How To Embed
The concept of content embedding is simple - you take content that is hosted on one website and let the users interact with it on your site. It is important to understand that the content is not hosted on your site, so you won't need to worry about hosting the content with a webserver.
The power of embedding content in an LMS is that it broadens the student experience well beyond what the LMS can offer. Embedding allows:
- Richer, interactive content
- The ability to change content once and have that change pushed out to multiple courses
- Collaboration in content that most learning management systems don't offer
- Better editing functions
- Life beyond the semester
To better understand the process of embedding in Blackboard (though the philsophy is LMS agnostic), consider the following exercises.
TASK 1: Understand "Item" versus "Blank Page"
An "Item" in Blackboard displays the content on the screen that it's in whereas a "Blank Page" requires the learner to click on it before they can see the content.
The distinction is small, but has two big implications:
- With an "Item", all content - embedded or not - is visible to the instructor from all the views (Edit On, Edit Off, and Student View). This is very helpful for navigating through the course without interruptions.
- Also with an "Item", embedded content can be directly edited by the instructor.
- In your Blackboard course, create an "Item". Insert an image and some text. Before clicking "Submit", copy all the content you just created.
- Next, create a "Blank Page", and paste in the content, then hit "Submit".
- Notice the differences between the two.
TASK 2: "Add Test Student" tool
Though not part of the standard Blackboard instance, the "Add Test Student" building block is prevalent in many instances. The advantages to using the "Add Test Student" are:
- Educators can be logged in twice - once as a student, once as an instructor, and test easily.
- The "Student View" and "Edit Off" perspectives are not exactly identical (or easy to use) as the actual student perspective. Adding a test student will afford the instructor the ability to see and experience the course as a student does. Note that using this feature "Incognito" (see Task 5) makes for the best workflow.
- Go to "Course Tools" and click on "Add Test Student".
- Click the button for "Enroll Test Student".
- If asked, provide a password.
- Test the account!
TASK 3: Granular Links to Course - Targeted Email
In Blackboard, the email system is not very robust - in fact, it can be very confusing for students as it is unlike most email systems. However, there is a work-around that permits a link that will spawn an email directly to the instructor (instead of having the student scroll through the options of who to email):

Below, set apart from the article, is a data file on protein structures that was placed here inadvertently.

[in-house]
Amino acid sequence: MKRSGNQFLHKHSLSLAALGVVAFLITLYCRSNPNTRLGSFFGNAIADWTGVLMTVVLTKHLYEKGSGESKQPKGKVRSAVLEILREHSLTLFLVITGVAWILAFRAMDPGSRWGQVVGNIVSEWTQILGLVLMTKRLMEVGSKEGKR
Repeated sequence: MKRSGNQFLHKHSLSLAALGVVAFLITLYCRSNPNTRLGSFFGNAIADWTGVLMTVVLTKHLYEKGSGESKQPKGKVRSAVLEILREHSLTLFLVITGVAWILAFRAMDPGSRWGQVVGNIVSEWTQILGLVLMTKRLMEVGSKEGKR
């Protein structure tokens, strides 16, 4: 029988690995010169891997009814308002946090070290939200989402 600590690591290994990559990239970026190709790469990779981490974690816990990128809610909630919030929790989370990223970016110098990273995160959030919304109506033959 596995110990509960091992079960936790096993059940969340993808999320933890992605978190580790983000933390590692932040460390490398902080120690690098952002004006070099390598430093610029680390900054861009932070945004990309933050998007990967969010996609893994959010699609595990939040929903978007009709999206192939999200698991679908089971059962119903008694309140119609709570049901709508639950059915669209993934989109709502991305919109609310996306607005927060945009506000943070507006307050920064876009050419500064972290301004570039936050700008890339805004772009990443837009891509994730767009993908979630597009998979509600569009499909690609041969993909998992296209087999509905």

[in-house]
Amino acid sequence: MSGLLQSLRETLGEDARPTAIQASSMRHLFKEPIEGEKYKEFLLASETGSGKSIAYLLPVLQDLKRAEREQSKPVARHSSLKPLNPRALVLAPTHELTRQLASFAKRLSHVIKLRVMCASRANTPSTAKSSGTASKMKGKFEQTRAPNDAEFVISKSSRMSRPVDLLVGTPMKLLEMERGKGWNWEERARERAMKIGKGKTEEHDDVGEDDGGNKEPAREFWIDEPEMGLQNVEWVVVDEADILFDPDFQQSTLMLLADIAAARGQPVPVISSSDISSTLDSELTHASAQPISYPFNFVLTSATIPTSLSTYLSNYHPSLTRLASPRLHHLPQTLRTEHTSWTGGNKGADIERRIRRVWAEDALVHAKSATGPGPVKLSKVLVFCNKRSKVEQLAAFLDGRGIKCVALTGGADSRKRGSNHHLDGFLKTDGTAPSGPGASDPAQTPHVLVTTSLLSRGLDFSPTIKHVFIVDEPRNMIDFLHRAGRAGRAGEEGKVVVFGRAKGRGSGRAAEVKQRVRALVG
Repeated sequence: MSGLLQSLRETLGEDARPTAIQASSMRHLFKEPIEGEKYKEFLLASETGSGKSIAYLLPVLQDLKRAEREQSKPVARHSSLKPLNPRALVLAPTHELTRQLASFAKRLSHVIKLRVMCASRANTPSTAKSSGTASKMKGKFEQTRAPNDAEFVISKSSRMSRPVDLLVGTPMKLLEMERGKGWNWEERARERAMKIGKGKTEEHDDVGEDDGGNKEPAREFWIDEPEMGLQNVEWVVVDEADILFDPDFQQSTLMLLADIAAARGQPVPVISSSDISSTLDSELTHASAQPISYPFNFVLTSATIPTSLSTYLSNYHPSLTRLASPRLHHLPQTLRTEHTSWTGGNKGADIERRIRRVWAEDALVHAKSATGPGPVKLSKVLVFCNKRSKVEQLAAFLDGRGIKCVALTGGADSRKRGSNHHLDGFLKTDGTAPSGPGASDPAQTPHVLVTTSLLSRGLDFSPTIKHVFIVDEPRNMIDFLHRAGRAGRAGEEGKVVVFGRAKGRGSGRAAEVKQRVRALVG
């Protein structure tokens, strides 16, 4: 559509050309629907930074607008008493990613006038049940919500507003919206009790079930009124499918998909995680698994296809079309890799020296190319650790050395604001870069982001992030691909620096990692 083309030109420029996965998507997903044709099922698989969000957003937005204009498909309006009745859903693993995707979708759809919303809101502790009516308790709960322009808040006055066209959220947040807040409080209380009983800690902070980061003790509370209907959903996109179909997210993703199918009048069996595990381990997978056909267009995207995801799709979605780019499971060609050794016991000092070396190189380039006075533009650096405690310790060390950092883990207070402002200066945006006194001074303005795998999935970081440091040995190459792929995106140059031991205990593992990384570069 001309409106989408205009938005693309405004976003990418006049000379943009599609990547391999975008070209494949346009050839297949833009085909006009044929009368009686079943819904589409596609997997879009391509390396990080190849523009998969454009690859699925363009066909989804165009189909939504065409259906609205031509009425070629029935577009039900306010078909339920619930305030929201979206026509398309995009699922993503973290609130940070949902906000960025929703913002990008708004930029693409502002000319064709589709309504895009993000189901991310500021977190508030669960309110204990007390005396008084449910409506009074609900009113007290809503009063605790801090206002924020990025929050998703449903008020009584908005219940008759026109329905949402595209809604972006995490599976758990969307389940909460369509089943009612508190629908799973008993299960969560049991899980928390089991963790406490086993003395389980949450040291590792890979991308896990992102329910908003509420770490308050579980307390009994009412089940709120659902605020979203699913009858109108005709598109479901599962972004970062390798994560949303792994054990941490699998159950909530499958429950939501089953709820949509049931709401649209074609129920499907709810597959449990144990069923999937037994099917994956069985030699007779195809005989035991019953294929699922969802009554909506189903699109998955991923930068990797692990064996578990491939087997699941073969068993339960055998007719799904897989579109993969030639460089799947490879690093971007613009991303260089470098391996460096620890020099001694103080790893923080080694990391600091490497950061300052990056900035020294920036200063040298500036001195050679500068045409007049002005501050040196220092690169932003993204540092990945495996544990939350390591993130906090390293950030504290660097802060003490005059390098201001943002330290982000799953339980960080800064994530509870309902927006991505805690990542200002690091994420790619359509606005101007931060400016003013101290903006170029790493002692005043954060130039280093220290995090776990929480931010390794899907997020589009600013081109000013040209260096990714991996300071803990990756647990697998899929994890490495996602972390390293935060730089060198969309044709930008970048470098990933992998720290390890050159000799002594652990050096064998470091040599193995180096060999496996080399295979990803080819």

- The default options for emailing are very confusing (and unnecessary) for students
- This method wil provide a direct link for emailing the course instructor(s)
- In the Course Menu, try to add a "Course Link" and click "Browse".
- In the pop-up window, scroll down to the bottom and notice if you can make a link to send email to the "Instructor Users".
- If you can, click on it - you're done!
- If you cannot, cancel the operation.
- In the Course Menu, add a Tool and select "Tools Area" - it does not matter what it is named or if it is available to students; this will be deleted in a moment.
- In the Course Menu, add a "Course Link" and click "Browse".
- In the pop-up window, scroll down to the bottom and click on "Instructor Users".
- Delete the temporary link to Tools Area.
TASK 4: Embedding Content
Embedding content is a phenomenal way to increase the interactive nature of a course. It is easy to do, requires no special equipment (like servers), and will work with almost any platform (including most instances of Blackboard, Canvas, and other learning management systems).
Many sites have content that can be embedded - just look for the "Share" or "Embed" functions. The symbols often look like this:
- Go to YouTube and find a video that is useful in a course you teach.
- Click on the "Share" button, and then look for "Embed".
- Copy the embed code.
- In Blackboard, go to the HTML view of any content (a Content Folder, an Item, a Blank Page) and paste the code in. You will most likely see a big yellow rectangle instead of the YouTube video - that's OK.
- Click "Submit" and then view the content as a student (or better yet, as a Test Student, incognito - see below).
TASK 5: Incognito
"Incognito" mode (in Chrome) is also known as "Private Browsing" or "In Private" in other browsers. It is a way for users to visit websites without remembering the history, the cache, or any logins. For instance, if a user is logged in to Blackboard in Chrome and then opens a browsing window "Incognito", they will not be logged in to Blackboard.
This is especially useful for testing:
- The Test Student account
- Any content that is embedded
- Log in to Blackboard in a normal browsing session.
- Open a browser "Incognito" by going to the menu in the browser and opening up a "New incognito window" (or "In Private" or "Private Browsing", depending on the browser.
- Log in to Blackboard with the Test Student account.
- It is possible to test the visibility/interactivity of content using this method, too - not just Blackboard
- Compare both browsing sessions.